NRC Issues Subsequent License Renewals for First Time to Nuclear Reactors in Florida

LCG, December 11, 2019--The Nuclear Regulatory Commission (NRC) staff recently approved Florida Power & Light's (FPL's) application for an additional 20 years of operation for Turkey Point Nuclear Generating Units 3 and 4. This is the first time the NRC has issued renewed licenses authorizing reactor operation from 60 to 80 years. The subsequent (or second) license renewals (SLRs) for Turkey Point Unit 3 and Unit 4 now expire on July 19, 2052 and April 10, 2053, respectively.

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New York Poised to Close Last Coal-fire Power Plant

LCG, December 4, 2019--The last operating coal-fired power plant in New York is moving toward closure shortly. Last month, Somerset Operating Company, a subsidiary of Riesling Power LLC, submitted a request to the New York State Public Service Commission (NYSPSC) to waive the state's required, 180-day notice to close the Somerset Station, allowing the facility to be retired on February 15, 2020. Closure is contingent on approvals by both NYSPSC and the New York Independent System Operator (NYISO), which will evaluate if it will cause an adverse effect on grid reliability.

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Industry News

Enron Will Sell Out, Forbes Says

LCG, Nov. 8, 2001--The Internet version of Forbes Magazine predicted this morning that Enron Corp. would sell itself to its much smaller rival Dynegy for $8 billion in stock, a fraction of its former value.

As part of the deal, Chevron-Texaco, which owns 27% of Dynegy, would pump at least $1.5 billion in cash into Enron upon the inking of an agreement and an additional $1 billion when the deal closed, Forbes said.

The New York Times noted this morning that Dynegy would also be taking on Enron's $12.8 billion debt load, but that's just the debt that shows up on Enron's balance sheet. It is estimated that billions more in debt has been accumulated off the balance sheet.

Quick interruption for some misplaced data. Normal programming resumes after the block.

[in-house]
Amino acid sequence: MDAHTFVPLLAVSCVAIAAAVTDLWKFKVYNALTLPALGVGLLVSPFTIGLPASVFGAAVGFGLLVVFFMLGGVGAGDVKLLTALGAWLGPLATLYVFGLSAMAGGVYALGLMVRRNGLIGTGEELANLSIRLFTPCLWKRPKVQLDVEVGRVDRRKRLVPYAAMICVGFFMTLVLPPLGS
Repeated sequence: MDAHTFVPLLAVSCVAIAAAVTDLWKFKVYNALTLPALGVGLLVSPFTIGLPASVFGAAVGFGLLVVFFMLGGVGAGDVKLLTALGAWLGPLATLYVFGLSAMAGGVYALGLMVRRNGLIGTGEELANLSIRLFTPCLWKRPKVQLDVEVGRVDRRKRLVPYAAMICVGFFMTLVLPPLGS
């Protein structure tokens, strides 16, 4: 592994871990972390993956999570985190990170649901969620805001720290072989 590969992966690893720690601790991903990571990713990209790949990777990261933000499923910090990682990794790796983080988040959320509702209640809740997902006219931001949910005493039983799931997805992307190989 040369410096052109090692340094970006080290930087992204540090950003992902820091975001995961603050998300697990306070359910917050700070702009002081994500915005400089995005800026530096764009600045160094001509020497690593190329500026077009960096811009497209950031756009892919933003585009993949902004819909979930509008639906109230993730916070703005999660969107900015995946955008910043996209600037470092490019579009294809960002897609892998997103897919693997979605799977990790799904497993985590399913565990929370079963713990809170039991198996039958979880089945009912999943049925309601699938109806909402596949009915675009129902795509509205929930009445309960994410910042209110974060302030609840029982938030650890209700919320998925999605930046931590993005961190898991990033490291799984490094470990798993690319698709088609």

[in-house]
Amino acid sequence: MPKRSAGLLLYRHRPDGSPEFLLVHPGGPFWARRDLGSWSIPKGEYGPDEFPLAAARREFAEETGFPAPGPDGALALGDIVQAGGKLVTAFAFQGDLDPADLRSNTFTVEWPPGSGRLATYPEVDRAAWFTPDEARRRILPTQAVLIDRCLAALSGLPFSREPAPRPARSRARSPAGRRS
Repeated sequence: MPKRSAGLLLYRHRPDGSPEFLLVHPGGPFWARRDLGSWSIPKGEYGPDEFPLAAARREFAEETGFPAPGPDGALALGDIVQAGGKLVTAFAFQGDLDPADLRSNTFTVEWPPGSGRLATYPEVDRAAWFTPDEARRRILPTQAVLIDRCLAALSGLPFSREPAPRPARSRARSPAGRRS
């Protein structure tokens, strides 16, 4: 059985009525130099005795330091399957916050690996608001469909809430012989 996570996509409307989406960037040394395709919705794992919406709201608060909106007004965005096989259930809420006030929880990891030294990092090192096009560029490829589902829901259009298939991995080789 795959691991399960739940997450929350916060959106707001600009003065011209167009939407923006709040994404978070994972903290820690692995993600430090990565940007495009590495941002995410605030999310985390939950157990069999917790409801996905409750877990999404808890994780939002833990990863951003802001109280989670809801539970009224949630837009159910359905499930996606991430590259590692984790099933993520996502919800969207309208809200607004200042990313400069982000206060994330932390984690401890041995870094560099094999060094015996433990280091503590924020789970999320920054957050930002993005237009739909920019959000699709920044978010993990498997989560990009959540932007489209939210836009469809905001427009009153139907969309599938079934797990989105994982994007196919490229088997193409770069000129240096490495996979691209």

It is these off-balance-sheet transactions that have triggered an investigation by the Securities and Exchange Commission and a host of class action lawsuits on behalf of shareholders who have seen the value of their investments cut by four-fifths.

Enron was expected to furnish the SEC today with answers to questions the agency has posed in its investigation, and on Friday the company will meet Friday with its creditors about the company's continuing crisis and the proposed merger. The hope is a deal with Dynegy will lead Enron out of the storm and cause its trading partners to have enough confidence to do business with the company, Forbes said.

In a filing with the Securities and Exchange Commission this morning, Enron said financial statements from 1997 through the first half of 2001 ``should not be relied upon'' and that partnerships run by Enron officials during that period should have been consolidated into the company's the financial results.

"We believe that the information we have made available addresses a number of the concerns that have been raised by our shareholders and the SEC about these matters," said Kenneth Lay, Enron's chairman and chief executive.

The company also fired two executives this morning: Ben Glisan, its treasurer, and Kristina Mordaunt, general counsel for one of its divisions. Previously, Enron had sacked chief financial officer Andrew Fastow, who was in charge of some of the partnerships.

Enron's shares sank to $7.00 yesterday on the new York Stock Exchange before recovering to close at $9.05. At 12:30 EST today, they were trading at about $8.50.

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